You climb the communication tower because you need to escape from the trap of your own life. When you jump, you actualize the process of transformation which can go one of two ways: you can become earth-bound at the bottom, or you can soar. You don't realize it immediately, but Esther is there to guide you: she wants to be with you if only for the moment of the tranformation. Esther is the other bird, and you become a bird as well. You reuinite, only to be swallowed by the inevitable eternal void.

But - at least you face the void together. Much better than being trapped and alone wandering and in pain on the island.

At least... what? What's that you say? Wrong game? What do you mean Wrong Game?! Why, I oughta...

Oh.

Yeah.

Wrong game. I get it now.

Well, it still all works. Just replace "communication tower" with "toy factory tower". Same thing, folks. Little Inferno = Dear Esther, more or less.
Cant we all just say "Magic" and have everything figure itself out?
Benmarch May 22, 2013 @ 3:12pm 
I think the whole game is a metaphore picturing us in front of our computer (fireplace), playing games, watching videos, talking through chat and cells(all the toys we burn represent the stuff we might do/watch/talk about/play), and with those toys we burn time, our time,(the game reminds you quite often that you lose track of time or what's happening around you because you're soo focused on burning) while there is a whole world out there waiting for us to explore, to follow our dream and let go of this monotonuous and time consuming life style for once.
This is how I interpret this whole game.
OllyTrolly May 30, 2013 @ 1:14pm 
It does seem like a very anti-consumerist message. And I think with the fireplace, as somebody said earlier in the discussion, it could be seen as a criticism of playing empty, repetitive games as part of that consumerism. I thought a really interesting touch was the ending where the weather man asks if you are ready to go, and you have to say yes 2 or 3 times. It's as if the game is saying, are you sure you want to finish? The fact the credits roll as soon as you 'leave' makes it fairly blatant that you had to choose to finish the game and forget that burning things in the fireplace meant anything at all.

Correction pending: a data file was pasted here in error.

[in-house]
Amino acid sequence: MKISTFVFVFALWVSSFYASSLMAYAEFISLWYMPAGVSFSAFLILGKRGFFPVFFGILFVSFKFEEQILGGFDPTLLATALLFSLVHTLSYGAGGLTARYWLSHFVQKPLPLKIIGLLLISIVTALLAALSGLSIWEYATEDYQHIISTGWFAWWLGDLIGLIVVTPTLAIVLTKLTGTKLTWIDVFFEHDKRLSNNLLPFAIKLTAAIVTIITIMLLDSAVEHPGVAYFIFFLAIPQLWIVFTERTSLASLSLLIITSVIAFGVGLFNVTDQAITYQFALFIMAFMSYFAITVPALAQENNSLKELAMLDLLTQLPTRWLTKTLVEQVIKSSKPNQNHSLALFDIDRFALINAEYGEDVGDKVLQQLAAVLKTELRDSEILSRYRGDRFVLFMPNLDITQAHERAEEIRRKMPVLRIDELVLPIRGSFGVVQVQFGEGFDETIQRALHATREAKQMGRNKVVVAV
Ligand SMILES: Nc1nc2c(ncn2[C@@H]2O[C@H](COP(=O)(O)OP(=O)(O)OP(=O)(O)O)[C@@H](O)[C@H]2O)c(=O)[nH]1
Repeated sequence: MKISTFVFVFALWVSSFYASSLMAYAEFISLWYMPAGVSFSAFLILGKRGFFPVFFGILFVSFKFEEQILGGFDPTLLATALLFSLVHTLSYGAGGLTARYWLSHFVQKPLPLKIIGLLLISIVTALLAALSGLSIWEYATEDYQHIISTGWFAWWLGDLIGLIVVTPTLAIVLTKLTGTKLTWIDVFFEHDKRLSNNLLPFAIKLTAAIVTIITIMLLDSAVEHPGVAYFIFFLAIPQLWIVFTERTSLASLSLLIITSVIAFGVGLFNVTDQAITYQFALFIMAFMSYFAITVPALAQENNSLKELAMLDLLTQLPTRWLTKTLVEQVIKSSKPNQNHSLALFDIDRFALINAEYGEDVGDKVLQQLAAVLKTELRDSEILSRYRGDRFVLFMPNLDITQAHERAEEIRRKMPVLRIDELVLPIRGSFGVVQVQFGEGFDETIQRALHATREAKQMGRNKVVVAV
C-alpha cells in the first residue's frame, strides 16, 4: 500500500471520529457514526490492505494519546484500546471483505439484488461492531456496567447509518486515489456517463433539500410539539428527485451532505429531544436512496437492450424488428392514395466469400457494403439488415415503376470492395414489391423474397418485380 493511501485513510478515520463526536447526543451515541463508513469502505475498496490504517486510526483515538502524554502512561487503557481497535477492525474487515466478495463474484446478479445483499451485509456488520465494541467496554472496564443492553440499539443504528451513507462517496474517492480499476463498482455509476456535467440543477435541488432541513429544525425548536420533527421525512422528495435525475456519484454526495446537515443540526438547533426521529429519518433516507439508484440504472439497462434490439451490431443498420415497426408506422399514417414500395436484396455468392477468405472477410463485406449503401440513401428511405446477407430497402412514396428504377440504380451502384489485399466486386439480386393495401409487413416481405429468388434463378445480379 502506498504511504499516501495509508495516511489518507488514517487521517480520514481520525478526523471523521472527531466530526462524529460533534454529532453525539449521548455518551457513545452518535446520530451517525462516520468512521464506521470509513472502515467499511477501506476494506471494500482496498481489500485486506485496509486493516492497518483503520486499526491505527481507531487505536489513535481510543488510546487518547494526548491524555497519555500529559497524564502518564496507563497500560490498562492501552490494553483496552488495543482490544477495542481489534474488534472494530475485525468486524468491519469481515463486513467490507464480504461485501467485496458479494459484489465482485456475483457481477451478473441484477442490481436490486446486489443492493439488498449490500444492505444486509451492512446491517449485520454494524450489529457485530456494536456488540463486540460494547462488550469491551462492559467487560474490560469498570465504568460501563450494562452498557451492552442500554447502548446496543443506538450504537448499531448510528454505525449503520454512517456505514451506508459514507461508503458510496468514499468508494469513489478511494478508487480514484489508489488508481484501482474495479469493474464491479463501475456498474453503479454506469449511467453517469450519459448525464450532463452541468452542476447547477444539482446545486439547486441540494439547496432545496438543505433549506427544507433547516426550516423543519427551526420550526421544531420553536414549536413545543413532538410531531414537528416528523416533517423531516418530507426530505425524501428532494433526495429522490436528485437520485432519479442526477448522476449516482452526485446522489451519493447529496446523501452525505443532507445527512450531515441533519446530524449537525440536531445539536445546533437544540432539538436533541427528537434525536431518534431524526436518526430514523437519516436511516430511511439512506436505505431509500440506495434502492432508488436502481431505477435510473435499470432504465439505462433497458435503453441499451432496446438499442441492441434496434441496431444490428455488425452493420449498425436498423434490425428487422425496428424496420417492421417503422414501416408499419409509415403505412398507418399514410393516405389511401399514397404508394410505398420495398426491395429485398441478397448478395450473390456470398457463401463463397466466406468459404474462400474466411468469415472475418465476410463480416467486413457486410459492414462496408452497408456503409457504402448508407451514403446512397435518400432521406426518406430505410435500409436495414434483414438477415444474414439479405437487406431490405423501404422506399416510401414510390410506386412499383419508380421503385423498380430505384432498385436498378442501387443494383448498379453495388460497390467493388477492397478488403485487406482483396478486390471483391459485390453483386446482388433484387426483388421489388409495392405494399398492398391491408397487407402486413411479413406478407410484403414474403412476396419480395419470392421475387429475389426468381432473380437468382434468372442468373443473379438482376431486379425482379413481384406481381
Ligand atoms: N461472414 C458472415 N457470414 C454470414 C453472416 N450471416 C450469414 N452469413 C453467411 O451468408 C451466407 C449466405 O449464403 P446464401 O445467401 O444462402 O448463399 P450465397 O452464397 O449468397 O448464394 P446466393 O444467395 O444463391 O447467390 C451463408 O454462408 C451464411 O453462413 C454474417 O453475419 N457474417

And it did occur to me when you're talking to the old lady at the top of Tomorrow Corporation (which notably peddles the empty message that 'the future is...tomorrow' - a pretty big jibe at consumerism), it's snowing more and more every day, all the while people are burning things in their fireplace. Seemed like the snow was just ash from all the things you've burnt. I think this is a metaphor for the self-fulfilling prophecy that capitalism is; the more you spend, the more our economy is accelerated, the more you spend, the more consumerism becomes important, and all the while we live out of our means. Our economies literally live off future valuation - stocks, loans, inflation, interest - and a promise that innovation happens in the future to curb societal problems like overpopulation, fossil fuel depletion, global warming, etc. I wonder if that's overthinking it, but still I feel like that's what they were saying.

Haven't watched the video btw, I'll watch it now to see what it says. More interesting to come to my own conclusions first.
Last edited by OllyTrolly; May 30, 2013 @ 1:14pm
Breadfish Jun 1, 2013 @ 7:54am 
I just finished this game about half a hour or so a go, almost 5 hours in.
My thoughts are:
First of all, this game most definetely has symbolism and I think that it tries to say that we are too much disconnected from the outside world that we are just missing out on things. Thinking about it now, maybe Sugar Plums is somwhat a metaphore for cyber friends? You don't see her, you just communicate with her.